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Collective Purchasing: the Future for Local Authority Transport Management?

Paul Everson | June 16, 2014

Tags: Local authority |

Stopo sign with a pound symbolI recently attended the Intelligent Transport for Local Authorities event in London, which was jointly hosted by ITS (UK) and the DfT.

At the event three key themes emerged:

  1. The public appetite for information shows no sign of abating
  2. ITS systems can make a difference when it comes to the inexorable rise in demand on the capacity of the already stretched networks
  3. It is far from straightforward for Local Authorities to procure (and maintain) these systems

These three topics were covered by Jackie Davies, who described a recent procurement by Bristol City Council. Despite a clear strategy to utilise ITS within the city, the council couldn’t afford to procure a system by itself; as a result, a group of both internal and external partners came together to co-fund an Automatic Number Plate Recognition / Journey Time system. Their disparate requirements were all accommodated in the resulting solution, and they share the benefits of the installed system. 

As a technology provider, this struggle against funding constraints creates an interesting conundrum: new technology can streamline operations and bring about cost savings, but finding budget is an issue.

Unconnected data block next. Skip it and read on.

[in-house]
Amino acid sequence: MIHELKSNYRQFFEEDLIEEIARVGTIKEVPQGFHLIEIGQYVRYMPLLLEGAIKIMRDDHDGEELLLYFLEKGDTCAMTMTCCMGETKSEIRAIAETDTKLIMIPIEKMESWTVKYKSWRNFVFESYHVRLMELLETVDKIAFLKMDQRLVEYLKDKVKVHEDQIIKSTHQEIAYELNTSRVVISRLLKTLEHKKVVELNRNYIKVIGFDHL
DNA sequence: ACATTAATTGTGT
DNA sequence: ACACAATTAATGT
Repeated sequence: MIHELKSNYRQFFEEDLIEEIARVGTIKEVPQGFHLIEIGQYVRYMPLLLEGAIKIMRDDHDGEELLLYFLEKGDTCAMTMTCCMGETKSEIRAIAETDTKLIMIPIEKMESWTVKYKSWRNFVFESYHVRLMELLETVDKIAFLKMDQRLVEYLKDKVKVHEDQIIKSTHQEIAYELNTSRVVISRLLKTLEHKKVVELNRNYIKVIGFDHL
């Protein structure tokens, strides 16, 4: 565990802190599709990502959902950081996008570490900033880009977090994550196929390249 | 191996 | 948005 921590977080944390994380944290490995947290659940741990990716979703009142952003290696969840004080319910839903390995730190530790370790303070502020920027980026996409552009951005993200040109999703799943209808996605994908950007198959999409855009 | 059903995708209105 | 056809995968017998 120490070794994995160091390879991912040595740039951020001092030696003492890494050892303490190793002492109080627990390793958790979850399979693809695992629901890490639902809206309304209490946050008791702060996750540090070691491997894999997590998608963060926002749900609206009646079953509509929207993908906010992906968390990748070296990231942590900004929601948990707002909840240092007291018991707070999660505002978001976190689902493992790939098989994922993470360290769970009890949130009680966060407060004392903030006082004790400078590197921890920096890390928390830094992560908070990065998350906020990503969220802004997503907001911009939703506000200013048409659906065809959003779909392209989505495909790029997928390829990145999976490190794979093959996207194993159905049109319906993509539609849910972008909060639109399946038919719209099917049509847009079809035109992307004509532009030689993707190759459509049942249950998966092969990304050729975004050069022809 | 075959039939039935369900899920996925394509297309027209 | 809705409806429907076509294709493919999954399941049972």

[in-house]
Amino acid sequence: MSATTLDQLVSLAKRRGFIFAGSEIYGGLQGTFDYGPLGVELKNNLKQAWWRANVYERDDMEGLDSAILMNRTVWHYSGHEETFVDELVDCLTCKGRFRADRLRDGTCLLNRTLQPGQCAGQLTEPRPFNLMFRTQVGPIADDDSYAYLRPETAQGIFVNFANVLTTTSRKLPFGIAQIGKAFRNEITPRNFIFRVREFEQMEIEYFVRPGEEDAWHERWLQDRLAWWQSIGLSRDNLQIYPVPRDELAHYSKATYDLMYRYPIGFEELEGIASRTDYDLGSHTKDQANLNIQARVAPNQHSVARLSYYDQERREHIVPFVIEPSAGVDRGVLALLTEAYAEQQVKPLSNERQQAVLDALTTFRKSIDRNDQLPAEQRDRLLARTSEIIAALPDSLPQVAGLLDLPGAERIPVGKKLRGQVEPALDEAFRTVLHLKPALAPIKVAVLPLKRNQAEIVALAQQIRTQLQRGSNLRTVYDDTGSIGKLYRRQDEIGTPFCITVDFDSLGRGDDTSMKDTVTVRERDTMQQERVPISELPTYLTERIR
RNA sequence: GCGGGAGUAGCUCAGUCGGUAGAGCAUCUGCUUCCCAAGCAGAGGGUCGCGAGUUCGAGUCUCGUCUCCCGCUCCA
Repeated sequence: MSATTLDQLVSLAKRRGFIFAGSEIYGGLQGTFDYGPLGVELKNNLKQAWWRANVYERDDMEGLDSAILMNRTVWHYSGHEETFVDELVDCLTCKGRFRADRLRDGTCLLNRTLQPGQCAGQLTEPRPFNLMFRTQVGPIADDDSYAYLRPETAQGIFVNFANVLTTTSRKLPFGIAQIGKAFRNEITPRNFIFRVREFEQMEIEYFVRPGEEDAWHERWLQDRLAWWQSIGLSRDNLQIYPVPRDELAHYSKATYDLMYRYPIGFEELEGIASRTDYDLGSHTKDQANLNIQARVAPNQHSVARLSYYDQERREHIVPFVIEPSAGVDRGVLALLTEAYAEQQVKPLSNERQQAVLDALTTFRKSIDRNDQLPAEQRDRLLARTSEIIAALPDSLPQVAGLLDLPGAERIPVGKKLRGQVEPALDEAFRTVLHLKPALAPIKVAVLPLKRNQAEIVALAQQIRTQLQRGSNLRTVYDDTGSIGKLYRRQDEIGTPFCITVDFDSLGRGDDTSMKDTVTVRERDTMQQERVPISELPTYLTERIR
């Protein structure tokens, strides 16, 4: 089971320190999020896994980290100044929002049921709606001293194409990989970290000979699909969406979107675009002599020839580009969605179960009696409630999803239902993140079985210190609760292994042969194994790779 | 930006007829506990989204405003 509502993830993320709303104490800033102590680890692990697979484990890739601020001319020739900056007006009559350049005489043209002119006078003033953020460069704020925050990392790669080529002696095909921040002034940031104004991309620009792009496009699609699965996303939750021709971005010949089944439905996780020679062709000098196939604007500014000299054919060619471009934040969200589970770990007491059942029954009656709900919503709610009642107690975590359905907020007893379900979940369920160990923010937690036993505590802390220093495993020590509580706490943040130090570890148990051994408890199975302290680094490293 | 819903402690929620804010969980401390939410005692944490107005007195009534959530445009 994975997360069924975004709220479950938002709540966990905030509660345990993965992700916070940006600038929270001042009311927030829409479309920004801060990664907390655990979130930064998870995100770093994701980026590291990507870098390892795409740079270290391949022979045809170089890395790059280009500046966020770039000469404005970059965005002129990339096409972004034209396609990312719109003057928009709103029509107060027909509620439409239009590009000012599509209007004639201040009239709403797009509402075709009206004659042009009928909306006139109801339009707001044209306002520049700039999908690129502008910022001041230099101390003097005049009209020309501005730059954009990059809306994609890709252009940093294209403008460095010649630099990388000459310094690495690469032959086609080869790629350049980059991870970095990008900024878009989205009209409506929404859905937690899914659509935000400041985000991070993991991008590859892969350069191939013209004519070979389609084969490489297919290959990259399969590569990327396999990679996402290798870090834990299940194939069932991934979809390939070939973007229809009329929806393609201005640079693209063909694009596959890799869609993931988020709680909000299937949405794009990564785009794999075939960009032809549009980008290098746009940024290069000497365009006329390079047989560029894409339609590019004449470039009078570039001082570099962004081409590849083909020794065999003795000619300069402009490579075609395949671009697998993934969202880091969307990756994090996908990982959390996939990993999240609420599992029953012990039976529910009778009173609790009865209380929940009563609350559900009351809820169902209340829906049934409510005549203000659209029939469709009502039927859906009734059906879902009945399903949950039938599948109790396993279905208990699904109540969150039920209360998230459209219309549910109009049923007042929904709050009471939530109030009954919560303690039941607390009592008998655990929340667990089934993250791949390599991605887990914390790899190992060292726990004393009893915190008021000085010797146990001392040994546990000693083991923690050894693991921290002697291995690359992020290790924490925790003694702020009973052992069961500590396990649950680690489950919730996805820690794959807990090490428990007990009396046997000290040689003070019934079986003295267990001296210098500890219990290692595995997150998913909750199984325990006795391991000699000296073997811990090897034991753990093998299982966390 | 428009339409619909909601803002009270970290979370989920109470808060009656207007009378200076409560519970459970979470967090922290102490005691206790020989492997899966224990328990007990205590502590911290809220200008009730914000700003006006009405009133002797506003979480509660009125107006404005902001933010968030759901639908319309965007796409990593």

We are increasingly seeing collective purchasing as a method used by a group of Local Authority clients.

As a few examples, Trapeze is currently upgrading the Local Authority scheduling software deployed to Leicestershire from our Routewise system to the newer, web-based Novus FX. Nottinghamshire, Leicester City and North East Lincolnshire will also benefit from this upgrade, through the reduced costs of a shared, hosted infrastructure. Additionally, Novus FX will allow these Local Authorities to work together to improve the quality of the scheduled data, thereby creating one view of ‘the truth’.

We are talking to a number of Local Authorities and Transport Partnerships in Scotland regarding a similar shared solution.

Traveline could also be seen in such light, where traditionally journey planners have only been affordable at the regional level. Trapeze is challenging this perception with our National Journey Planner – where paradoxically, a national scale solution allows us to deploy at smaller scales, where a single client doesn’t have to bear the costs of the infrastructure, data processing or software development costs.

As a technology supplier we are embracing the reality of collective purchasing. The Intelligent Transport for Local Authorities event suggests we could be seeing this sort of solution far more often in the future.

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About Paul Everson

Paul Everson is Trapeze's Product Manager (Travel Information). He has been working in public transport for 18 years and joined Trapeze in 2008. Paul says: "My role within Trapeze is a mix of product and account management, which suits my interests and skillset. I find it exciting to be part of an industry that is constantly evolving".

Read more posts by: Paul Everson